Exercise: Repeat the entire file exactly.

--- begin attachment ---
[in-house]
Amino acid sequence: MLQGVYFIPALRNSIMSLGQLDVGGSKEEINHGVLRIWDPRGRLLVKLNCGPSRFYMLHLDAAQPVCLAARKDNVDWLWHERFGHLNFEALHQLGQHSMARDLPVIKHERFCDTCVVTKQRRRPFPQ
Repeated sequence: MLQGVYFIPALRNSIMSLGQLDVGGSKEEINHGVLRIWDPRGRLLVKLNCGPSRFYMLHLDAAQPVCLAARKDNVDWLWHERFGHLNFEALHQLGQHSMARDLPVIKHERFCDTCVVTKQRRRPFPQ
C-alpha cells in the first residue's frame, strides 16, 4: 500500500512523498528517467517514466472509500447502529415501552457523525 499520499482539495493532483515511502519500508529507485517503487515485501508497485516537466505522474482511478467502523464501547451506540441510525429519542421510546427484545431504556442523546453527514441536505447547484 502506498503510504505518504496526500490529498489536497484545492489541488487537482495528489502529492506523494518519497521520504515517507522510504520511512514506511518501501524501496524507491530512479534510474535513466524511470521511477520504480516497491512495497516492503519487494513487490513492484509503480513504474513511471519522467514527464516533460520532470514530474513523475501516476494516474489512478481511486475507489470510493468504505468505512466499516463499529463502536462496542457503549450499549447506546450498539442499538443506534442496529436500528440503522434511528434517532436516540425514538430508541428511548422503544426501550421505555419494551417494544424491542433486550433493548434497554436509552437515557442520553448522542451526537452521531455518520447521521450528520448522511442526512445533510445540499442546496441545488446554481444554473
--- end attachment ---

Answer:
[in-house]
Amino acid sequence: MLQGVYFIPALRNSIMSLGQLDVGGSKEEINHGVLRIWDPRGRLLVKLNCGPSRFYMLHLDAAQPVCLAARKDNVDWLWHERFGHLNFEALHQLGQHSMARDLPVIKHERFCDTCVVTKQRRRPFPQ
Repeated sequence: MLQGVYFIPALRNSIMSLGQLDVGGSKEEINHGVLRIWDPRGRLLVKLNCGPSRFYMLHLDAAQPVCLAARKDNVDWLWHERFGHLNFEALHQLGQHSMARDLPVIKHERFCDTCVVTKQRRRPFPQ
C-alpha cells in the first residue's frame, strides 16, 4: 500500500512523498528517467517514466472509500447502529415501552457523525 499520499482539495493532483515511502519500508529507485517503487515485501508497485516537466505522474482511478467502523464501547451506540441510525429519542421510546427484545431504556442523546453527514441536505447547484 502506498503510504505518504496526500490529498489536497484545492489541488487537482495528489502529492506523494518519497521520504515517507522510504520511512514506511518501501524501496524507491530512479534510474535513466524511470521511477520504480516497491512495497516492503519487494513487490513492484509503480513504474513511471519522467514527464516533460520532470514530474513523475501516476494516474489512478481511486475507489470510493468504505468505512466499516463499529463502536462496542457503549450499549447506546450498539442499538443506534442496529436500528440503522434511528434517532436516540425514538430508541428511548422503544426501550421505555419494551417494544424491542433486550433493548434497554436509552437515557442520553448522542451526537452521531455518520447521521450528520448522511442526512445533510445540499442546496441545488446554481444554473